According to the film's production notes, Michael Hoffman ( One Fine Day [1996], Restoration [1995], Soapdish [1991]) has long had an interest in A Midsummer's Night Dream. Hoffman played Lysander in a production of the play staged off-campus by members of his university theater department in Boise, Idaho. Some years later, while studying Renaissance drama as a Rhodes Scholar at Oxford, he directed the work, a project that led to his first effort at directing a film. Hoffman is the founder and a current member of the Board of Trustees of the Idaho Shakespeare Festival in Boise.

I interpret Hoffman's interest in Shakespeare as a positive sign, an indication of a certain artistic seriousness. After making a number of relatively conventional films, he obviously felt he was in a position to turn his attentions to a work he deeply cared about. I would not question the sincerity of the effort or the criticism of the ordinary commercial film industry fare it implies. Unhappily, that by itself is not a guarantee of artistic success.

It is possible that Hoffman has been inspired by the efforts of Kenneth Branagh to make Shakespeare accessible to wide audiences. Branagh's work has its definite weaknesses, but Hoffman's is seriously flawed. This film seems pulled in different directions, by a variety of artistic and perhaps marketing impulses, and the result is not a coherent whole. One can understand why under current conditions the filmmakers would find it advisable to cast American film and television stars (Michelle Pfeiffer, Calista Flockhart), but it does create a momentum that is difficult to resist. Inevitably the casting of “names” will create a shift, perhaps only slight, in the emphasis particular characters and sequences are given. One senses, for example, that in an effort to attract younger viewers the scenes of the lovers in the forest have been given excessive prominence.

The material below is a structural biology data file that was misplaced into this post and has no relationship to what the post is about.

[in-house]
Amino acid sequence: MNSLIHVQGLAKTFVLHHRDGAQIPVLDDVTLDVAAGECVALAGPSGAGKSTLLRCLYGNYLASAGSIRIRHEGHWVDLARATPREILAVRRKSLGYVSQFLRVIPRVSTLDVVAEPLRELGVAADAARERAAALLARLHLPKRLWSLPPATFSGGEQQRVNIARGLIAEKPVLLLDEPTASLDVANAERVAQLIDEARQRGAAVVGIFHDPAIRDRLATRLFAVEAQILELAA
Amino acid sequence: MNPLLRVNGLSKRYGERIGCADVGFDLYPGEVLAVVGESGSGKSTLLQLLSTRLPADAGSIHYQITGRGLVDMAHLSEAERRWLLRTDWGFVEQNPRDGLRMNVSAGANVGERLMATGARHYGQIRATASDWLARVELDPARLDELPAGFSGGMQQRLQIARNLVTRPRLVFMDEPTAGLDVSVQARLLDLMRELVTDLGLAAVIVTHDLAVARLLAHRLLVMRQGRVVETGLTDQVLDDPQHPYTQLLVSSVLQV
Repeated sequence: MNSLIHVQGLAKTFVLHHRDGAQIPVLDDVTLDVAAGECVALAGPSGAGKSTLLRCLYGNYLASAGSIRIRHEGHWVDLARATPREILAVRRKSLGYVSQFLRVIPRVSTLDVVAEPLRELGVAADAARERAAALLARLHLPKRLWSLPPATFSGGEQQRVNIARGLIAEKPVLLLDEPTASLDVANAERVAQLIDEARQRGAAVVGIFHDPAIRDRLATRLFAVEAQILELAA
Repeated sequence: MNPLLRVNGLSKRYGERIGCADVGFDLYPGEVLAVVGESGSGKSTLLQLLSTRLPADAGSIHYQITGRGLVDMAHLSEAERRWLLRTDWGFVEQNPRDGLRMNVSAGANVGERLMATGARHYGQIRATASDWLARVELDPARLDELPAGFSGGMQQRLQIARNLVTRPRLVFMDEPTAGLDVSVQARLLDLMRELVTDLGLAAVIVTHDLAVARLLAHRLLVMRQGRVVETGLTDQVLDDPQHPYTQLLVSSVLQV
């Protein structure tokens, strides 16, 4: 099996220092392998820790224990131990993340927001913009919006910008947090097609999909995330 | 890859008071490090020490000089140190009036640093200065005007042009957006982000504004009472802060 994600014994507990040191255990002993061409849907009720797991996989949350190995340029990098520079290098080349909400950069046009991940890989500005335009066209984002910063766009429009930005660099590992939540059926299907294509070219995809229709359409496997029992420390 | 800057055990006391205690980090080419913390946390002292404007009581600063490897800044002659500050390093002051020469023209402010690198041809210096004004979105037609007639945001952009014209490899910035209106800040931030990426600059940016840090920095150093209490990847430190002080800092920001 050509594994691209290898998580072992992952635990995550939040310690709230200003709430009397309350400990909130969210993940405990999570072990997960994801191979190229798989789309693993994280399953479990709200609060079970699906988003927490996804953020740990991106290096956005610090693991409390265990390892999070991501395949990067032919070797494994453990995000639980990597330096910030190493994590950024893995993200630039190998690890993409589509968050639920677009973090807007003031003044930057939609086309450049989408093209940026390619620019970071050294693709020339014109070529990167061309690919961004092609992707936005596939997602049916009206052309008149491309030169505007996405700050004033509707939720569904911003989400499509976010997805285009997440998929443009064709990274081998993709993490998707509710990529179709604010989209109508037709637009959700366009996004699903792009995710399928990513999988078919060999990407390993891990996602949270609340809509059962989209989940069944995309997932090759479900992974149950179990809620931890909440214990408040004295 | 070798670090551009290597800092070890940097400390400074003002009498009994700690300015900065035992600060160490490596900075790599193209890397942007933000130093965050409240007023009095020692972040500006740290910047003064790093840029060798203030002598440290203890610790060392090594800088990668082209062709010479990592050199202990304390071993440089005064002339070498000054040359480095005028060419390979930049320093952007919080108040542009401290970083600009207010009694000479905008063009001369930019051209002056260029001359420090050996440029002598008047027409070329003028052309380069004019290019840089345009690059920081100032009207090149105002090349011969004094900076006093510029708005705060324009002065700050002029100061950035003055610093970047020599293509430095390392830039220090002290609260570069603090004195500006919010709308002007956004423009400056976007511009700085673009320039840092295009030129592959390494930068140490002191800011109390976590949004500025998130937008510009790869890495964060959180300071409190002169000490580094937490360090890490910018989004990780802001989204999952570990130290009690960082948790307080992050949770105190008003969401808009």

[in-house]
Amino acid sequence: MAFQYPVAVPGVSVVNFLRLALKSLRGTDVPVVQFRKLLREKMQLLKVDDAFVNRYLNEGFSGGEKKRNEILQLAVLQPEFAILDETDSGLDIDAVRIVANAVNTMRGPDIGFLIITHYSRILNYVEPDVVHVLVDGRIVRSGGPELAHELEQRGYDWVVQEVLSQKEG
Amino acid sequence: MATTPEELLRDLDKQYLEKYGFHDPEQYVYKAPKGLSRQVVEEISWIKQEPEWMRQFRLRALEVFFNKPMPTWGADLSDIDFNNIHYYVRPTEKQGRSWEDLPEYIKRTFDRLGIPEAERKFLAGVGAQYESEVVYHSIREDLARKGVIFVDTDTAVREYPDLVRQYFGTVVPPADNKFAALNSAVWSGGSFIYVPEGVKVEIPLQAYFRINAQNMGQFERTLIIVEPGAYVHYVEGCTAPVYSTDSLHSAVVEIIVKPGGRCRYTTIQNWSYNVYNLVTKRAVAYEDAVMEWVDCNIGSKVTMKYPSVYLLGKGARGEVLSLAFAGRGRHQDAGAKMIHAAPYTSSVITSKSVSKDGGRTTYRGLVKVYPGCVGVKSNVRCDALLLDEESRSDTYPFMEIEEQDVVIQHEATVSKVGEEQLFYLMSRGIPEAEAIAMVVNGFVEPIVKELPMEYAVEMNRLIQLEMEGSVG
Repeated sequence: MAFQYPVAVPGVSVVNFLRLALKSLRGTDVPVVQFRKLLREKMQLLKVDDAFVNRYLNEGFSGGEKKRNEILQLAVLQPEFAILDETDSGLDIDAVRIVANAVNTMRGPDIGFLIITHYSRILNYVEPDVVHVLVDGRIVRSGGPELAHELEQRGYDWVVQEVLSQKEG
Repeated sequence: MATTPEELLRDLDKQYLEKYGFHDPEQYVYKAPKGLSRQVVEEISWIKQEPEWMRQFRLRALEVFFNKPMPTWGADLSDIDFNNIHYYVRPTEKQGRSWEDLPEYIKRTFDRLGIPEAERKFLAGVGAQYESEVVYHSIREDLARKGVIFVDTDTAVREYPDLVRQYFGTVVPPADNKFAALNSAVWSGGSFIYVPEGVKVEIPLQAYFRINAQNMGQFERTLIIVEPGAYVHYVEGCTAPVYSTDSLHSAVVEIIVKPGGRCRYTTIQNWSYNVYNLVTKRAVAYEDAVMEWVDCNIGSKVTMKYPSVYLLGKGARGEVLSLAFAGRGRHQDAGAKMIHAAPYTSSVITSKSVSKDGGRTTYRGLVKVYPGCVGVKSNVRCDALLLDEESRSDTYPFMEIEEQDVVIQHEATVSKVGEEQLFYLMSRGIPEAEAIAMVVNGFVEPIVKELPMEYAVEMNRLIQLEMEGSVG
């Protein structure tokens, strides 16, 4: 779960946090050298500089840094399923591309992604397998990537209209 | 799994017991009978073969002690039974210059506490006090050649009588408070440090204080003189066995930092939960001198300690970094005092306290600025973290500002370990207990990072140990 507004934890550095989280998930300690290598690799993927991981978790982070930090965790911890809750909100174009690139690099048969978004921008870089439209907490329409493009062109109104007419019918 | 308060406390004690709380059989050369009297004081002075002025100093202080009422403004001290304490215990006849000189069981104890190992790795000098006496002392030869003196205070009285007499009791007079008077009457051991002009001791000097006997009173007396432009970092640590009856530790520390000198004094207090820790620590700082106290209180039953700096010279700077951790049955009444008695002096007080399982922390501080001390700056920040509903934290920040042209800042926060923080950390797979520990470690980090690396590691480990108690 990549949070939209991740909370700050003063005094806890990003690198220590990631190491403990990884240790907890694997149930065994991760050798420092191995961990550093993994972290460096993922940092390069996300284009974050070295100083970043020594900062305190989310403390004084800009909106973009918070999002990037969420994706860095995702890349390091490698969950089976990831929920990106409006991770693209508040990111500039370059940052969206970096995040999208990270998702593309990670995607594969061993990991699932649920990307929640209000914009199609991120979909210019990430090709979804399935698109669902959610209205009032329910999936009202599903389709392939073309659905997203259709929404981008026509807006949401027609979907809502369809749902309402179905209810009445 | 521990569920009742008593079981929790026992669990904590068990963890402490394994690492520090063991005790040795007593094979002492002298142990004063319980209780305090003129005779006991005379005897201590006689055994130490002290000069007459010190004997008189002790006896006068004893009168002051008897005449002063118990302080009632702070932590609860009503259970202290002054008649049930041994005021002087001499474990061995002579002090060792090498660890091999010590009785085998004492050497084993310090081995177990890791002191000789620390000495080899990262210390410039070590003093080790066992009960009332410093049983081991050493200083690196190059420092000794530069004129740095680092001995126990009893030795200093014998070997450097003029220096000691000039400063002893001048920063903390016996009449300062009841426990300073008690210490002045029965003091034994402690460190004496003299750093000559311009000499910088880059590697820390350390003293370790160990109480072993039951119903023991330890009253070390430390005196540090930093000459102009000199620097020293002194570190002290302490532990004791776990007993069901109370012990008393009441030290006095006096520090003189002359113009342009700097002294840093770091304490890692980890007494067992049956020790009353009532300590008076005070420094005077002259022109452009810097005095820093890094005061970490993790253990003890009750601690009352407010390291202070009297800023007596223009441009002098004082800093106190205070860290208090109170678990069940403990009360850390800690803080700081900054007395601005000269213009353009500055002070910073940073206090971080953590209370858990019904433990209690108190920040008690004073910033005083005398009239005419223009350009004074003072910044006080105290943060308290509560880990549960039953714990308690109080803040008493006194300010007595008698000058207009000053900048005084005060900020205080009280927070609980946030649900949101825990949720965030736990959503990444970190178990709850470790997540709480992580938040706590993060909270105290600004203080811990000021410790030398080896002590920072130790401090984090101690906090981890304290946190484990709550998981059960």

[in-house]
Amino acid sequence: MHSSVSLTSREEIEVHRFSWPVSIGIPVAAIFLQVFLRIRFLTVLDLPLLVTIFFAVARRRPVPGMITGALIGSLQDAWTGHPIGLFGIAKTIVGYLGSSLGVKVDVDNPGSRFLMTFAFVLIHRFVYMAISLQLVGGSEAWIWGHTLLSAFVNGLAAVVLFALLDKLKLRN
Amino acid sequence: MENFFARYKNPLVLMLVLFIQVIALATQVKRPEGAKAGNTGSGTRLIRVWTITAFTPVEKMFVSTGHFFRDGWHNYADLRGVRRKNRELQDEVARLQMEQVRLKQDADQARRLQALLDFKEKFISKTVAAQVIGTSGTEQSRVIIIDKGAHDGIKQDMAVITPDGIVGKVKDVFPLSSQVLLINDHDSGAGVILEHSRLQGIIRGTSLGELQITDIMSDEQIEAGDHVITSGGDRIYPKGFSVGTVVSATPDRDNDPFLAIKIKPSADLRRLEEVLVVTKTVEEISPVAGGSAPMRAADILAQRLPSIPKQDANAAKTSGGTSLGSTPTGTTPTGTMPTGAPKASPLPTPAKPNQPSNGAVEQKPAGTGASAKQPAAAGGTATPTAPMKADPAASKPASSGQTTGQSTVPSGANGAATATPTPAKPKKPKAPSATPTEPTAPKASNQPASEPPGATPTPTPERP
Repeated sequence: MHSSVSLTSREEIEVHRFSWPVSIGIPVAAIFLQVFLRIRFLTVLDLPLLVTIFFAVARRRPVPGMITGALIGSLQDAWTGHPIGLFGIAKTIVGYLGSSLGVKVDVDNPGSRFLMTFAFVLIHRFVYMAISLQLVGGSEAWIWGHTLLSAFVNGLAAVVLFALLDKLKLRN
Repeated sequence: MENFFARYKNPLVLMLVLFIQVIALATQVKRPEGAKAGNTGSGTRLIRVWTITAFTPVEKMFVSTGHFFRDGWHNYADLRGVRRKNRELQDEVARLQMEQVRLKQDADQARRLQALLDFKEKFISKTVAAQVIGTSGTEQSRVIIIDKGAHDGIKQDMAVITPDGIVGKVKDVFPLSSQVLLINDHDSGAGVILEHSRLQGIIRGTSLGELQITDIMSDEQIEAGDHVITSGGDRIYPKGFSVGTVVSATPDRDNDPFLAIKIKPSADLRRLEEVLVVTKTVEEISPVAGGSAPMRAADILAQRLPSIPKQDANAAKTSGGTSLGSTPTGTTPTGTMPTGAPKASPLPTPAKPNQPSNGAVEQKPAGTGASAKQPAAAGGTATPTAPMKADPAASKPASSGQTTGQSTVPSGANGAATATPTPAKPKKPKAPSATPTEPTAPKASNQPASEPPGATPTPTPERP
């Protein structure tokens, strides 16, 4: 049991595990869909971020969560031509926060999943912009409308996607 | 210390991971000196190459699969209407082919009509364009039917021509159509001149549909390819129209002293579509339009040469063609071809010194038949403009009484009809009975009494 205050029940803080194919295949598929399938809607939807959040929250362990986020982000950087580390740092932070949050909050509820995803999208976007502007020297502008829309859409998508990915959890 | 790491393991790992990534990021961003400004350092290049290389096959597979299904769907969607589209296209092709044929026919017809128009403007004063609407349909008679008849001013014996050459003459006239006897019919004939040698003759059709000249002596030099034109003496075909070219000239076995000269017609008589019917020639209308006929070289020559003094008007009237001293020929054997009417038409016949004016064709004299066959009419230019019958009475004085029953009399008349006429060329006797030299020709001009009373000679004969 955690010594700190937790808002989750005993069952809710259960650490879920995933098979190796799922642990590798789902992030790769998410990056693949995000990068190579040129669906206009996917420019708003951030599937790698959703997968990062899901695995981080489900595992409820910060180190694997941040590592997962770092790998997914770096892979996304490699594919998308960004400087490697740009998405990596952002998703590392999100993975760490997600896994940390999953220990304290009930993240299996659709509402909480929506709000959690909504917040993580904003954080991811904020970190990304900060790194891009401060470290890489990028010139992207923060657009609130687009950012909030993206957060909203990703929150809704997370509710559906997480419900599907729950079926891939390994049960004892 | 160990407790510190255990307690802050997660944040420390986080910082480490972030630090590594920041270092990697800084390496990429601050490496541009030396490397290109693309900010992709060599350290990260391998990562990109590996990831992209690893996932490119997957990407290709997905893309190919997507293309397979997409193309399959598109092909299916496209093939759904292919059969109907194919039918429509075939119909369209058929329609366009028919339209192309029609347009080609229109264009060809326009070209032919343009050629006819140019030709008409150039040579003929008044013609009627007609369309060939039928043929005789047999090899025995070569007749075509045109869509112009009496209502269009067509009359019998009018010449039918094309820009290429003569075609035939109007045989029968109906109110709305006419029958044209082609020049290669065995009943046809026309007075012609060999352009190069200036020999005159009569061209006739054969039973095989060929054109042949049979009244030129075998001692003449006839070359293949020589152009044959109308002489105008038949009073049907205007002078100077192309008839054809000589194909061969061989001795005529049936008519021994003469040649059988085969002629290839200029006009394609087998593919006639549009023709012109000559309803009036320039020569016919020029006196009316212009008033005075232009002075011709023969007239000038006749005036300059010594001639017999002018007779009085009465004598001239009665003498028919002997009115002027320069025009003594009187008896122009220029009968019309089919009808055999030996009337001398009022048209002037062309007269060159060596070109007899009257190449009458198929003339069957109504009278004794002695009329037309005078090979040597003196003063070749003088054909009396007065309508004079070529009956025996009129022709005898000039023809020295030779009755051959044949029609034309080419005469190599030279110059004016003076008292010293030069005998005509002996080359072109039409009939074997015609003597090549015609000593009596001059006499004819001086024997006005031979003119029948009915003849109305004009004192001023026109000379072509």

It may seem a small matter, but the excision of Bottom's marvelous exchange with Titania's four fairy assistants (usually played by children) is a genuine loss. Bottom addresses the fairies with utter equanimity and good humor, as if such an encounter were an everyday occurrence.

Bottom: ...I beseech your worship's name.

Cobweb: Cobweb.

Bottom: I shall desire you of more acquaintance, good Master Cobweb. If I cut my finger, I shall make bold with you.—Your name, honest gentleman?

Peaseblossom: Peaseblossom.

Bottom: I pray you commend me to Mistress Squash, your mother, and to Master Peascod, your father. Good Master Peaseblossom, I shall desire you of more acquaintance, too.